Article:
AF: I usually start with the key research question, the big picture thread that would tie the project together. What is it that is interesting to your larger field, in my case anthropology, agrarian studies, or ethnobiology? Then, I have to think about the best places on earth to ask this question and the best people to ask it of, the best-case study or already-occurring phenomenon to think through this big picture question. One way that I like to do this, especially in a class or group setting, is by diagramming these questions on paper. This process is not linear, as we often begin working somewhere because we have a meaningful connection to a community or a very particular interest that we want to pursue as researchers. But this process can help scale up and down research designs so that there can emerge clear justifications for where we work, what questions we ask, why these are important, and what communities we work with to ultimately find the answers.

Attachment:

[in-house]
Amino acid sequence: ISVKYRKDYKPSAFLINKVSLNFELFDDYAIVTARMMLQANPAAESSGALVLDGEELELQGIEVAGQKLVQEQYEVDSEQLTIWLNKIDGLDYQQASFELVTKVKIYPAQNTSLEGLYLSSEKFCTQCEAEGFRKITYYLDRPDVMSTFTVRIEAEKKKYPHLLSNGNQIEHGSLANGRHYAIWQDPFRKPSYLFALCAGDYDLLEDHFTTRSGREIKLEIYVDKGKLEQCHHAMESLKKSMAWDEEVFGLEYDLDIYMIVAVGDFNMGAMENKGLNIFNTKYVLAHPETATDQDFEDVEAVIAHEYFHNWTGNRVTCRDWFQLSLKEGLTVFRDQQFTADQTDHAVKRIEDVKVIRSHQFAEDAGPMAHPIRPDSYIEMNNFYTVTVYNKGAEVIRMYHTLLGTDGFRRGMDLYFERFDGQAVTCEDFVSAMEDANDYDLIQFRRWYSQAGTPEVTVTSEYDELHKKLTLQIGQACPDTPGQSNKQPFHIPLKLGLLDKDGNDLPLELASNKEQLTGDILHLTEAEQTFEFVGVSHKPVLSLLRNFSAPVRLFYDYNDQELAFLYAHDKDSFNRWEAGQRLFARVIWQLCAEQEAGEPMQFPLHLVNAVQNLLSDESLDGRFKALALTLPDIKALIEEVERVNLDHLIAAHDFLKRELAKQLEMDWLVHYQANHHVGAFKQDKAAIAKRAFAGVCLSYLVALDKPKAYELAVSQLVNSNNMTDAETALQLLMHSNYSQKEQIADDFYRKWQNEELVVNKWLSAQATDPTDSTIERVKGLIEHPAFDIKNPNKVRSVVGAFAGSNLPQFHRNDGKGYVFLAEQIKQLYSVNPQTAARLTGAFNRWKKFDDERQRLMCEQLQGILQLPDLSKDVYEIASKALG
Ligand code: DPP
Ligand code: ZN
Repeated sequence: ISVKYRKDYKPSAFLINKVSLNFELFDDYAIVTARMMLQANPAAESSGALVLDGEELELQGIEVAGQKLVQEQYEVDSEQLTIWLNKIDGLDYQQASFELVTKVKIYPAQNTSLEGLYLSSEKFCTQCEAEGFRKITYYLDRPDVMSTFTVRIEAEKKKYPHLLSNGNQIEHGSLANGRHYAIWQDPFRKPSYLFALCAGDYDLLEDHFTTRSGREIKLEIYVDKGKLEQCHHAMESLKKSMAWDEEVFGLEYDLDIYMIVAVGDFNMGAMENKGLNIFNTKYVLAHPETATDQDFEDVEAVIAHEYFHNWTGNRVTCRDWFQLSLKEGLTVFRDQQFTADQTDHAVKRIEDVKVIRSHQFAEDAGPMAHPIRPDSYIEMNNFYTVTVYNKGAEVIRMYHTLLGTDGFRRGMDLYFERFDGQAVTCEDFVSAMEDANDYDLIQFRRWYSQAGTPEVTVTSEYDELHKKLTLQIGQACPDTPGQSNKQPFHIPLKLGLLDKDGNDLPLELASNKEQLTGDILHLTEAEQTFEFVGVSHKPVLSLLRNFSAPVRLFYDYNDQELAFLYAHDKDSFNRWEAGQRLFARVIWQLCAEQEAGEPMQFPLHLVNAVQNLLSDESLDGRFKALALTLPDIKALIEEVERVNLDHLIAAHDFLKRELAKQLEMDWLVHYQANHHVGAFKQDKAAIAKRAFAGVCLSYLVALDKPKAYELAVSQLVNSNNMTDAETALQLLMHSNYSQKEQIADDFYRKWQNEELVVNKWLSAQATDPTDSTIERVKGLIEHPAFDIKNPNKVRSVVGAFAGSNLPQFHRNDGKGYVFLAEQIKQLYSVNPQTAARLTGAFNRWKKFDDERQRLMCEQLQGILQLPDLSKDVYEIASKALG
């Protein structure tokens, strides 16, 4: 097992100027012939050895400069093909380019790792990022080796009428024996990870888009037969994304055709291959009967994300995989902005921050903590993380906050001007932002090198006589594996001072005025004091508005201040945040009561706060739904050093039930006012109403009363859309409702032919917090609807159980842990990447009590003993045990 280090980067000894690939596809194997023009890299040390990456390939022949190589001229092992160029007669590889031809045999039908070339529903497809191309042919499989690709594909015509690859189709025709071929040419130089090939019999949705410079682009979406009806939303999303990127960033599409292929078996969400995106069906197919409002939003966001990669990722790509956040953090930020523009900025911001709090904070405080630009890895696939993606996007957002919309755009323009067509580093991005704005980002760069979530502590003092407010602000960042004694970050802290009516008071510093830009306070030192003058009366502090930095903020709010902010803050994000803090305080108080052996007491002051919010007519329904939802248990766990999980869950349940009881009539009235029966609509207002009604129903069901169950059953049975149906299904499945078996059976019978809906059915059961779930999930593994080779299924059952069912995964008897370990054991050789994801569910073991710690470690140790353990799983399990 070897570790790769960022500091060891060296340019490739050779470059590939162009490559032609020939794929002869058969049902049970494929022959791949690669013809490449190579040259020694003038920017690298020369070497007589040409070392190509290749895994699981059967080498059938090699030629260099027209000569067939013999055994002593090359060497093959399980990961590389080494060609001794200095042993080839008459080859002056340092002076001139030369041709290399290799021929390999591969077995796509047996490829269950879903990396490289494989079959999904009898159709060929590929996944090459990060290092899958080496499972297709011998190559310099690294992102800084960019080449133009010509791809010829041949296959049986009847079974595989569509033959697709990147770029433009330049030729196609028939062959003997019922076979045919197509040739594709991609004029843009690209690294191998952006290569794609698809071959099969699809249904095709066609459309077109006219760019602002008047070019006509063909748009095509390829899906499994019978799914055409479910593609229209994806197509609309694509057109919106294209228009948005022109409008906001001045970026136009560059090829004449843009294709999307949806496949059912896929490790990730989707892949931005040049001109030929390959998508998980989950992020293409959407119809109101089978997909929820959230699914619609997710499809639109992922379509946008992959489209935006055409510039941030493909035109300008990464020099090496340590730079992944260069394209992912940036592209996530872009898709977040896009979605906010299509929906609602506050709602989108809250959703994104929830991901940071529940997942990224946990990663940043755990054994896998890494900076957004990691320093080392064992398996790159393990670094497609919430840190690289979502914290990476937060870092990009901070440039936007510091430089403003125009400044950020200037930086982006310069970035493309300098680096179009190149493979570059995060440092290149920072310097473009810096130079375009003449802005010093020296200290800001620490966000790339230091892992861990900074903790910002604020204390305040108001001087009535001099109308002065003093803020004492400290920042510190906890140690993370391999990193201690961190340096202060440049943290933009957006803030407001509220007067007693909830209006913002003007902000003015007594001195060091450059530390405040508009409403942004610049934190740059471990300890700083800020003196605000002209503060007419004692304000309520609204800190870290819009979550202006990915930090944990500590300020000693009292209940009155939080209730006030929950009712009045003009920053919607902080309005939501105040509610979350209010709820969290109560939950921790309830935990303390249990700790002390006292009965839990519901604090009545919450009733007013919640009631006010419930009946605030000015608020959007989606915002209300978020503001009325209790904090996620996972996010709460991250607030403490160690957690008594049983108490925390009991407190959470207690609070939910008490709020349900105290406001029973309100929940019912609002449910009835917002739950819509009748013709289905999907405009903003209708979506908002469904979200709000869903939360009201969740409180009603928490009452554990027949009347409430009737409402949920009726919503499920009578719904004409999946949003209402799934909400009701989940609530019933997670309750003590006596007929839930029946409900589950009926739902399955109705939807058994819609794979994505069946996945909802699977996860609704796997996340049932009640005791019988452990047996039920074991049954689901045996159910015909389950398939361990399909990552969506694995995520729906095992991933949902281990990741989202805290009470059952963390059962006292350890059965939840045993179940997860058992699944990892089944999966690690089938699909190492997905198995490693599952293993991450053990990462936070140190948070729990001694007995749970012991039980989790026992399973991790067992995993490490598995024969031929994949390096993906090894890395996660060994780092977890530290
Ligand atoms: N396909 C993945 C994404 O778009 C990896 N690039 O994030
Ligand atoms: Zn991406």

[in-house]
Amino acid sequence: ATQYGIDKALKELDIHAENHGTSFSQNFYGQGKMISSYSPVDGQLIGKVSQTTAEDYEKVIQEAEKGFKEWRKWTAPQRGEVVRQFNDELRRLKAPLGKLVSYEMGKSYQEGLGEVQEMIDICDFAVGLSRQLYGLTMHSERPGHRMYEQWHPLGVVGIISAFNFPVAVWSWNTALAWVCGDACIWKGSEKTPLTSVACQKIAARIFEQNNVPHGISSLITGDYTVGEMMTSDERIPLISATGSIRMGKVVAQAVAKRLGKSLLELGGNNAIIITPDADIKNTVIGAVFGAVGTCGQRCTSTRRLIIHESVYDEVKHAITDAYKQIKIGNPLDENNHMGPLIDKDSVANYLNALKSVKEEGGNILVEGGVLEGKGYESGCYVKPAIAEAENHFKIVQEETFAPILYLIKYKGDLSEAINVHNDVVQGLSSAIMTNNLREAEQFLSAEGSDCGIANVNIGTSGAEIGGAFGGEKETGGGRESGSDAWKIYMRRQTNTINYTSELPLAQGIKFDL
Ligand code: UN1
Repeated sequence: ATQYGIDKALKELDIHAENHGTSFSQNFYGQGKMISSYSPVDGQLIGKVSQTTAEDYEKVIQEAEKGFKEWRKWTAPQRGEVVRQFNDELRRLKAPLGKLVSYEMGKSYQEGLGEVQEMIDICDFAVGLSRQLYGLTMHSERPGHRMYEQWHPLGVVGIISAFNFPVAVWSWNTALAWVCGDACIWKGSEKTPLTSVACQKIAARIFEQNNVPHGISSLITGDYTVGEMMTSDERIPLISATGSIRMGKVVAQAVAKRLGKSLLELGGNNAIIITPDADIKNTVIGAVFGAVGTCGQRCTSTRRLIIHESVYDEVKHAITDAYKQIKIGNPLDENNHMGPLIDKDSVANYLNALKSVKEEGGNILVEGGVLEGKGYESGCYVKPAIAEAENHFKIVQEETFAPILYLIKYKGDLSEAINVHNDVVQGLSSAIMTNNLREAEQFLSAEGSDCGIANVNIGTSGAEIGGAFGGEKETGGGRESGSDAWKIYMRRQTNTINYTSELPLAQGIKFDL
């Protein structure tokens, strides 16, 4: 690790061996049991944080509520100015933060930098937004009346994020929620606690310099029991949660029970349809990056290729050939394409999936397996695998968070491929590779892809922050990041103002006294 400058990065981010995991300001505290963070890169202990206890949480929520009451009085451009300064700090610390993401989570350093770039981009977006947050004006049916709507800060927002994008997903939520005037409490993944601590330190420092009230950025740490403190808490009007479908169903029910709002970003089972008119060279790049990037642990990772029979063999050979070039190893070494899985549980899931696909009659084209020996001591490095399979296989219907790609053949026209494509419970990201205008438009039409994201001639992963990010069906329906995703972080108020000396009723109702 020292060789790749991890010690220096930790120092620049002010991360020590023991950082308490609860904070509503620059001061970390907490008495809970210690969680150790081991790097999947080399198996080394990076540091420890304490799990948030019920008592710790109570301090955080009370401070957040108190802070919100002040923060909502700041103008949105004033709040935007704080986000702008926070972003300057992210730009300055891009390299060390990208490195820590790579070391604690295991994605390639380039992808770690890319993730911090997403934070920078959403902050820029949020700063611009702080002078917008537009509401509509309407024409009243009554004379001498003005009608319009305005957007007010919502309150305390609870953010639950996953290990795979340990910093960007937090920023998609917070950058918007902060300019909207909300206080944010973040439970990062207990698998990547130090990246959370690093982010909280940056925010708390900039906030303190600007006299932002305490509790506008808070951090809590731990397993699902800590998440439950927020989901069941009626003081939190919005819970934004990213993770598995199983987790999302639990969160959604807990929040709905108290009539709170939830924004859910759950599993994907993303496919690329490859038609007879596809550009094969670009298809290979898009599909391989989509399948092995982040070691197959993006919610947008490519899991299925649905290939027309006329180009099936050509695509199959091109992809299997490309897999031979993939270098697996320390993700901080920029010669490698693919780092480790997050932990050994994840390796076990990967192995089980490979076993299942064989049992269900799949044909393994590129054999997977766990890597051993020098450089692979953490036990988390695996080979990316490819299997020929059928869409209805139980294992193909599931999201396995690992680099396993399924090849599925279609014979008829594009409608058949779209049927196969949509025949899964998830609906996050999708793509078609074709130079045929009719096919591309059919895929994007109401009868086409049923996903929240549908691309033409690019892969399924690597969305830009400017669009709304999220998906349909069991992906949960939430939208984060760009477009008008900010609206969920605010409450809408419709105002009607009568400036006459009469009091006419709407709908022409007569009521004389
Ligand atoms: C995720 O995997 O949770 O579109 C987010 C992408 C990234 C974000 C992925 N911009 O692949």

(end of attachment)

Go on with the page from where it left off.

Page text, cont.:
RB: Very much the purpose of your study, including where you work, language issues, possible participation of local colleagues, how many participants you can actually work with. Generally speaking, the more complex your study is (e.g. “medicinal plants” vs. “Useful Plants”, “One plant group” vs. “all plants” etc.) influence the design. Freelisting e.g. always needs MANY more participants than working with a very detailed questionnaire.
Q2: How do you decide what methods to use?
RH: Reading in the field! The more I read, the more I have a sense of what methodological tools are available (either that I can use, or that I can find a colleague who can use).